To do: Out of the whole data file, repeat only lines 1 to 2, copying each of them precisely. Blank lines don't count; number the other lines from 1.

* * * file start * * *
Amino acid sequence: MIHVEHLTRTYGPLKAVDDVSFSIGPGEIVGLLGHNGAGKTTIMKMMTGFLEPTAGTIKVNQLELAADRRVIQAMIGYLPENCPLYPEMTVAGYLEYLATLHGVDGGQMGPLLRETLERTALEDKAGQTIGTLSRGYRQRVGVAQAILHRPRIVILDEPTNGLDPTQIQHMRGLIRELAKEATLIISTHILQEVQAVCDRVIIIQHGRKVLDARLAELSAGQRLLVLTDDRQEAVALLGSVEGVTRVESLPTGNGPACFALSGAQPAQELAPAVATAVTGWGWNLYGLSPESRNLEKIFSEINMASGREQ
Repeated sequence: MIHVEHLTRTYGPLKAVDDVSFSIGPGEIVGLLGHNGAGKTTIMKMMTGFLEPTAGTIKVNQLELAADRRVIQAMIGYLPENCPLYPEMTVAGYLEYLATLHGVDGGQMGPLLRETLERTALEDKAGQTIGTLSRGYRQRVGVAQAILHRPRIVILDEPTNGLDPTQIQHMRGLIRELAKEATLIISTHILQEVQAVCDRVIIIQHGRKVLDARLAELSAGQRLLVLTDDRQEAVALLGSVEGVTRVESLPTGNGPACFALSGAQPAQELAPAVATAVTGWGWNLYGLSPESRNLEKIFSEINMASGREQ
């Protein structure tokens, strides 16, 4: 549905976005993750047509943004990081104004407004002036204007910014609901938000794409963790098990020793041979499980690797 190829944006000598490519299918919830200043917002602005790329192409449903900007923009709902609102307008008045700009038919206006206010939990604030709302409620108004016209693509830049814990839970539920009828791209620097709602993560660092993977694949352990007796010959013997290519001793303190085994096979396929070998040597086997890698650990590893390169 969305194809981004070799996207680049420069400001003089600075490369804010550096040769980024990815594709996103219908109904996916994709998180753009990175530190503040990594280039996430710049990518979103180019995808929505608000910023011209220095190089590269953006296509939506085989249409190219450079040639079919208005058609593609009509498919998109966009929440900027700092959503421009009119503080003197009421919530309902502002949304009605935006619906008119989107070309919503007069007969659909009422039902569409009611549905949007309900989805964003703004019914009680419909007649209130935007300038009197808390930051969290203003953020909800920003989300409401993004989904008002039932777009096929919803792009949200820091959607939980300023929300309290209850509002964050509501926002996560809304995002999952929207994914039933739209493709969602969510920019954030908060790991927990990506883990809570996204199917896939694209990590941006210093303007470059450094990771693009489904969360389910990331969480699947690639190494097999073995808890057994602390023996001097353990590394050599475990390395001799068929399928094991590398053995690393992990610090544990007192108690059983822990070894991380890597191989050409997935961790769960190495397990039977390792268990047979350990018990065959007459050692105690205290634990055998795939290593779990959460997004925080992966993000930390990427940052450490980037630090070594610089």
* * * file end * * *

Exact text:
Amino acid sequence: MIHVEHLTRTYGPLKAVDDVSFSIGPGEIVGLLGHNGAGKTTIMKMMTGFLEPTAGTIKVNQLELAADRRVIQAMIGYLPENCPLYPEMTVAGYLEYLATLHGVDGGQMGPLLRETLERTALEDKAGQTIGTLSRGYRQRVGVAQAILHRPRIVILDEPTNGLDPTQIQHMRGLIRELAKEATLIISTHILQEVQAVCDRVIIIQHGRKVLDARLAELSAGQRLLVLTDDRQEAVALLGSVEGVTRVESLPTGNGPACFALSGAQPAQELAPAVATAVTGWGWNLYGLSPESRNLEKIFSEINMASGREQ
Repeated sequence: MIHVEHLTRTYGPLKAVDDVSFSIGPGEIVGLLGHNGAGKTTIMKMMTGFLEPTAGTIKVNQLELAADRRVIQAMIGYLPENCPLYPEMTVAGYLEYLATLHGVDGGQMGPLLRETLERTALEDKAGQTIGTLSRGYRQRVGVAQAILHRPRIVILDEPTNGLDPTQIQHMRGLIRELAKEATLIISTHILQEVQAVCDRVIIIQHGRKVLDARLAELSAGQRLLVLTDDRQEAVALLGSVEGVTRVESLPTGNGPACFALSGAQPAQELAPAVATAVTGWGWNLYGLSPESRNLEKIFSEINMASGREQ